Habits Instead of Goals
Written by Lauren Koleszar // Illustrated by Emily Williams
Learning the difference between setting a goal and forming a habit can change the course of your semester and help you achieve your dreams faster than any New Year’s resolution.
Life is short, and we frequently reprimand ourselves for the goals we fail to meet. All the while, we see our peers handle their six college classes, four jobs, two side hustles, and the three parties they went to in one weekend. Being alive in the twenty-first century means being profitable, useful and maximized. It’s no wonder we’re here, setting goals at the start of every new semester, month and week because any kind of beginning strikes us as a restart option that will give us a chance to improve and accomplish more than the last time we tried setting goals for ourselves. Inevitably, we fall into the same tragic cycle: goal-setting, high expectations, inconsistency, lack of motivation, and ultimately failure, until we reach disappointment and discouragement.
The problem isn’t us. It’s the glittering high expectations lacking a realistic plan, something with which we are so familiar that we don’t even think to question it. In the days of COVID-19, perhaps you’ve half-heartedly watched videos on preparing for online school, setting a morning routine, and staying motivated while stuck at home. At the hearts of some of these pop self-help videos is a methodology that offers a realistic system through which goals become attainable — in other words, the practice of forming habits.
The difference between forming habits versus setting goals seems mediocre, but when put into practice, the difference between these two efforts toward self-improvement is enormous.
1: a settled tendency or usual manner of behavior
1: the end toward which effort is directed
A goal is the desired end result, but a habit is a repetitive behavior that initially requires conscious effort to form until it becomes a natural pattern of behavior. Think of it this way: you can set a goal to form healthy habits, but don’t make a habit out of setting goals. Human beings rely on repetitive behavior (i.e. habits) about 40% of the time over the course of a day. These habits are thoughts and actions that have become so familiar to the brain that enacting them has become a subconscious process. This also explains why bad habits are so difficult to break — because most of the time, these are things we do without thinking about it. In fact, studies show that the average person commits to break a habit ten times without success.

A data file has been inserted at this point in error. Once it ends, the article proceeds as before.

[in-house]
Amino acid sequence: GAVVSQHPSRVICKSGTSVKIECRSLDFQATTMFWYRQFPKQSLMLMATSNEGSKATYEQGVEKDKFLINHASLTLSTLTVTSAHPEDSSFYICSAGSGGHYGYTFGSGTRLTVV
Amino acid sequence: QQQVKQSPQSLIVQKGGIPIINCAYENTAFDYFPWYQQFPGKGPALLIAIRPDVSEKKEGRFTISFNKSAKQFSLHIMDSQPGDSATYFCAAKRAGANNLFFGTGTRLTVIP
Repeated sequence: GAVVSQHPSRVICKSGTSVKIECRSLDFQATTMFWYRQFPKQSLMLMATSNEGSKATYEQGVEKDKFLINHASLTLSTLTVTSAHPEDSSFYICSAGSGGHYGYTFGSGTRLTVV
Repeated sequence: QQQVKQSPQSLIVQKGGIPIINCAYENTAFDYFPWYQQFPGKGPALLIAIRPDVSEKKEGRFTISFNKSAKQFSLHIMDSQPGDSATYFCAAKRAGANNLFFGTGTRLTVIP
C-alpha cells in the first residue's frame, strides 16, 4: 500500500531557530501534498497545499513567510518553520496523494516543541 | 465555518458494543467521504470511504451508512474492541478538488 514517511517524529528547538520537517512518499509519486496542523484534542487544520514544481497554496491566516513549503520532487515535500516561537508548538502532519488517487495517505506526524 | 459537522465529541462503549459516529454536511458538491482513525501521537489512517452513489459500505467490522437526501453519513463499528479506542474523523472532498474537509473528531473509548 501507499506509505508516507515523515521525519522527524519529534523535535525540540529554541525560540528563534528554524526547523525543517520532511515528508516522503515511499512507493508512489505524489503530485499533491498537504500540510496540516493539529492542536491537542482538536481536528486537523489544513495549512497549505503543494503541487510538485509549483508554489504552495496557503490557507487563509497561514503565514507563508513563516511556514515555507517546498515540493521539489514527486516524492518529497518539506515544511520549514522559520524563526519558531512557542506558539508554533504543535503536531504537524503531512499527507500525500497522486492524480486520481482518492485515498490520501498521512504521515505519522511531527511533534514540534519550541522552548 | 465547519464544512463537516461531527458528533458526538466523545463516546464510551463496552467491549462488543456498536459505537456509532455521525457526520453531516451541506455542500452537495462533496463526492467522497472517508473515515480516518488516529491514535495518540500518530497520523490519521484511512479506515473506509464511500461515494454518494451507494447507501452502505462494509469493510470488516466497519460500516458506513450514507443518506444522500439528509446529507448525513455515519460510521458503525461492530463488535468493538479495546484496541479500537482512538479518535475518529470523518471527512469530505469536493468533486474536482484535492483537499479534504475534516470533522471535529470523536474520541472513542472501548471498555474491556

We must recognize that we often set out to break a bad habit by setting a goal to do so. This goal represents the desirable destination that we become obsessed with, and in a romantic sort of tunnel vision, we do two very dangerous things: 1) underestimate the time and energy it will take to achieve this goal, and 2) overestimate the consistency we expect ourselves to maintain while working toward this goal. One of the major problems with goal-setting is that this tunnel vision sets us up for disappointment and discouragement because it often leaves us without any kind of measurable progress that we can utilize as motivation in our next effort toward achieving the initial goal.
"The problem isn’t us. It’s the glittering high expectations lacking a realistic plan, something with which we are so familiar that we don’t even think to question it."
Say, for instance, you set a goal to stay on top of all of your classes this semester. This is a fantastic goal, and it doesn’t sound too hard to manage, especially if everything’s online, right? Wrong. Here’s what happens: in a burst of motivation, you get ahead in your English class. Feeling good about that situation, you start working on your math class. There’s a concept you don’t understand, so you work on a different class. A few days go by, and you’ve been spending most days working on your easier classes. You realize you haven’t logged into English in a week and you missed an assignment. Catching up on that, you continue to neglect math because it’s too much to think about right now. By the time math is threatening an avalanche of neglected deadlines, you’re behind in English again. Working on math then leads to falling behind in all your other classes. The end result? You’re burnt out, behind, and carrying an unhealthy amount of stress.